The first and most immediate threat to Wet’suwet’en territory is the Pacific Trails Pipeline (PTP), which intends to transport shale gas through a 42 inch diameter bidirectional pipeline. The project including the pipeline and processing terminal on the coast called Kitimat LNG (KLNG) was shared by EOG Resources, Encana Corp., and majority owner Apache corp. of Houston, Texas. PTP is the intended trailblazer of the prospective ‘energy corridor,’ and plans to stretch 463km from BCs fracking fields, all the way to the Douglas Channel on the west coast.
Then, on Christmas eve, the KLNG/PTP project sent the Unist’ot’en resistance an interesting present. In a surpise move EOG and Encana sold their shares in the project to Chevron Canada, a subsidiary of Chevron Corporation, which will now move into a 50% ownership position along with Apache for the continuation of the project. This consisted of a big shift in the complexion of the project considering the small-player-status of EOG and Encana, vs. Chevron as the second biggest oil company in the U.S.
Coastal GasLink is another prospective shale gas pipeline and LNG terminal project proposal. The pipeline would initially carry 1.7 billion cubic feet of natural gas per day from the Montney formation over 700 kilometres from Groundbirch, near Dawson Creek, also to Kitimat, on the west coast. The project is owned by a consortium of Companies called LNG Canada led by Shell Canada Limited, including Mitsubishi Corporation, KoreaGas (KOGAS), and Petrochina. TransCanada corporation is contracted by LNG Canada to build Coastal GasLink, the same company trying to force through the notorious Keystone XL Pipeline.
The LNG Canada project has been estimated to be in the $ 12 billion range, while the Coastal GasLink Pipeline is estimated at $ 4 billion, and according to BC Energy Minister Rich Coleman is slated as “one of the largest, if not the largest, investments ever in B.C.” The pipeline dimensions are projected at 48″ (1.2 meters), six inches larger in diameter than PTP. In short, everything about this pipeline is big.
But the Grassroots Wet’suwet’en have no intention of allowing any of the pipelines to happen. “The Unist’ot’en with Grassroots Wet’suwet’en will stop all pipelines by any means necessary. In solidarity with nations also opposing pipelines in their territories, we do not take any “Not In My Back Yard” approaches in our strong stance against poisoning waters for money and greed,” declares Freda Huson, spokesperson for the Unist’ot’en. “We stand beside communities in all directions taking action to stop the pipelines that exist,â€¦. or proposed pipeline projects awaiting approvals.”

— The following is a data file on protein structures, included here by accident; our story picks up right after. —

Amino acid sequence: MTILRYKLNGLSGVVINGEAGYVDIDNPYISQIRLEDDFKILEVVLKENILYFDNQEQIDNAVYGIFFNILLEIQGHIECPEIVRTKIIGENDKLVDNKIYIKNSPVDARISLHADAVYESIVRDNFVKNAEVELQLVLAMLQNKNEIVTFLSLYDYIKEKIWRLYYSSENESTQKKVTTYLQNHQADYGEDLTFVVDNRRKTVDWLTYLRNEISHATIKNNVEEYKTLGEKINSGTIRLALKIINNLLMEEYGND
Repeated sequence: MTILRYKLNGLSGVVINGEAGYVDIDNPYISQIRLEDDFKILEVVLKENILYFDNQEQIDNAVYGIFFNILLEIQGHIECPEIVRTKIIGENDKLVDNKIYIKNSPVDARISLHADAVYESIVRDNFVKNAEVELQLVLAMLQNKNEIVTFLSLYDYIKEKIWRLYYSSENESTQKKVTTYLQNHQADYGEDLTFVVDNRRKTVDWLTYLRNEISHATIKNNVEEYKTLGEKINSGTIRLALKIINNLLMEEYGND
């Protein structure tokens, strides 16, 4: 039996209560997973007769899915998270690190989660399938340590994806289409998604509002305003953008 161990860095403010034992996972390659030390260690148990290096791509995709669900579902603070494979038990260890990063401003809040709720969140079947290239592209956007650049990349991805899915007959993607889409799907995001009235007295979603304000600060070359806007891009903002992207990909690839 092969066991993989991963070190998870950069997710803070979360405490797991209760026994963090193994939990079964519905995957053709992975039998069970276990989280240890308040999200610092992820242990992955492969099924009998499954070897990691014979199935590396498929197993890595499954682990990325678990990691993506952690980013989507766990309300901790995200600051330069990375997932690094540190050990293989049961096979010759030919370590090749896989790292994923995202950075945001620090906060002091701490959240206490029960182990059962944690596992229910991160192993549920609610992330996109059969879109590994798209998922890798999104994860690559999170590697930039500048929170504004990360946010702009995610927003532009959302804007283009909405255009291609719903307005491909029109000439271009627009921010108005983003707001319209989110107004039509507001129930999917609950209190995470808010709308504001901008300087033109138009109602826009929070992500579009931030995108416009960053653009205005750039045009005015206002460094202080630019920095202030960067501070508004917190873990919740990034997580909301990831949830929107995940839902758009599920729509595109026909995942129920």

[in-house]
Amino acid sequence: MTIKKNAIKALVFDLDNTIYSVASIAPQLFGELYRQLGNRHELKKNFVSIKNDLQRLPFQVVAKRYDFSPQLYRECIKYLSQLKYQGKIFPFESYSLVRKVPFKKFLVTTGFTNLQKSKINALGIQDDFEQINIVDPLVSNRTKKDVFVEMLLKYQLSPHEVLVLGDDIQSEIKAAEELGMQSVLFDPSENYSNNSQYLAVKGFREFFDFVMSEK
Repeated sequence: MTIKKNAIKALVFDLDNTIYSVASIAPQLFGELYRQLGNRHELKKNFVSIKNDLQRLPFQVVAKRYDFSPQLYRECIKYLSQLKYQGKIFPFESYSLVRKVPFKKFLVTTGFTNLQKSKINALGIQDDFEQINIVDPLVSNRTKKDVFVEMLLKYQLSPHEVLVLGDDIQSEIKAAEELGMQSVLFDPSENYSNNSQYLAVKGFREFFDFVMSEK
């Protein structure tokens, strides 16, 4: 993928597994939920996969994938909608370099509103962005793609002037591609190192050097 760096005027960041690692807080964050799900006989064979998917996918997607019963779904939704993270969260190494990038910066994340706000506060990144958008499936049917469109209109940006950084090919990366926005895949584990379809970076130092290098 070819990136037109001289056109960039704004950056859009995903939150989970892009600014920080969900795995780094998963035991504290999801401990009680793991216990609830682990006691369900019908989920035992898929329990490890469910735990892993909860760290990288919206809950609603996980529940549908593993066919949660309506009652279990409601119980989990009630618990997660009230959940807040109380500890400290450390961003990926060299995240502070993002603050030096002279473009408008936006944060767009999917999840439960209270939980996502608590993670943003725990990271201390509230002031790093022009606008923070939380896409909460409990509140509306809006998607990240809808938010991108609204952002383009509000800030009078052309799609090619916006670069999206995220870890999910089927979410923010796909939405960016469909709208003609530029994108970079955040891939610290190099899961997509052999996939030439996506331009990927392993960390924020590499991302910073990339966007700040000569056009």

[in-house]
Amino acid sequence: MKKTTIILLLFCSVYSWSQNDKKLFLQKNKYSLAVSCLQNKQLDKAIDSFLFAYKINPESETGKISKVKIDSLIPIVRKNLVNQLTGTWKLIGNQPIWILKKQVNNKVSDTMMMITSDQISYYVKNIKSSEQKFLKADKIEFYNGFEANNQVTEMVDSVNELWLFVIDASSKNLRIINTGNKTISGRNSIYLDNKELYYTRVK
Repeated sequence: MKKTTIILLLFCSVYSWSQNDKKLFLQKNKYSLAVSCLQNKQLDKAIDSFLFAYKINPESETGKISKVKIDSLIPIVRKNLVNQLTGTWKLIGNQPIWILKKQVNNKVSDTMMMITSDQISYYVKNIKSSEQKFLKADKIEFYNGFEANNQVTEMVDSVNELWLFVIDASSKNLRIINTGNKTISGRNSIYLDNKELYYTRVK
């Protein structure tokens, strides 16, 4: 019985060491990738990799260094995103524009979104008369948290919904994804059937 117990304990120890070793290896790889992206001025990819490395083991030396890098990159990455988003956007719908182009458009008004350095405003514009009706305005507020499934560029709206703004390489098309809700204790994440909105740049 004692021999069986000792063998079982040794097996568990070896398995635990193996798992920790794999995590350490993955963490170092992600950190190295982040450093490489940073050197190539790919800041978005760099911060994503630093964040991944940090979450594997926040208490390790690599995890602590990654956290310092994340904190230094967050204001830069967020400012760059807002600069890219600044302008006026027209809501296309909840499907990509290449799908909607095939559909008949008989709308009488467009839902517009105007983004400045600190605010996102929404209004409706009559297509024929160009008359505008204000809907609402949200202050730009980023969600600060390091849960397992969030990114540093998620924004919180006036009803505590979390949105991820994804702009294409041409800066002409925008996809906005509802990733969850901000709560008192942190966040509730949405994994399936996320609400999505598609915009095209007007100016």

Resisting the Carbon Corridor
The Grassroots Wet’suwet’en have already twice acted to protect their territory from contractors working for the Pacific Trails Pipeline (PTP) project. In November of 2011, they confronted, and escorted out, PTP field workers attempting to carry out directional drilling.
Just over a year later, On November 20th, a crew of surveyors was intercepted at the cabin site entering Unis’tot’en territory. In the absence of Freda Huson, Toghestiy, hereditary chief of the Likhts’ amisyu clan invoked biKyi’ waat’en, the right of the husband, in telling the industry surveyors to immediately leave the territory, and issued an eagle feather to the crew. In Wet’suwet’en law, an eagle feather indicates a first and only warning of trespass.
After they were turned back, a crew from Unis’tot’en camp snowmobiled some 20 kms to retrieve materials left behind by the work crew. The materials were confiscated and brought back to camp where they are being held until Apache and PTP agree to open up appropriate lines of communication with the Unis’tot’en. An active blockade of the territory started and a letter was delivered asserting the sovereignty of Wet’suwet’en territory and denying of consent to the pipeline project, stating that “any further unauthorized incursion into traditional Wet’suwet’en territory will be considered an act of colonialism, and an act of aggression towards our sovereignty.”
On December 6th, PTP under the cover of FNLP (First Nations Limited Partnership) held a town-hall meeting informational session at the Moricetown Band Office in an attempt to entice the community with the promise of economic benefits. The grassroots Wet’suwet’en quickly mobilized and stormed the meeting with banners, drums, and a traditional war dance. Towards the end of the meeting, Lhtat’en, an Unist’ot’en elder, speaking decisive words declared, “the Unist’ot’en have never lost any wars, and we won’t lose this one either!!” Facing overwhelming opposition and pressure from hereditary chiefs and clan members, the meeting was cut short and the FNLP reps fled without addressing the media.
Developing a Grassroots Network
The support from allies across the country during the November 27th day of action, Raising Resistance, proved that grassroots networks working together can equal or surpass the efforts of large NGO coalitions. Having money but often lacking base support, the NGO model has shown itself capable of mobilizing, and often wasting, large amounts of resources towards sensationalist one-off actions, and incapable, or uninterested, of developing meaningful relationships with communities. That is why the Unist’ot’en and Grassroots Wet’suwet’en in 2011 made the decision to turn from unhealthy, non-reciprocal NGO partnerships, and to go the grassroots direction instead looking to long-term sustained relationships for the future. In this context of looking to genuine, long-term community building, collectivist and mutual aid principles brought forward by Anarchist allies at camp have meshed well with communal indigenous practices.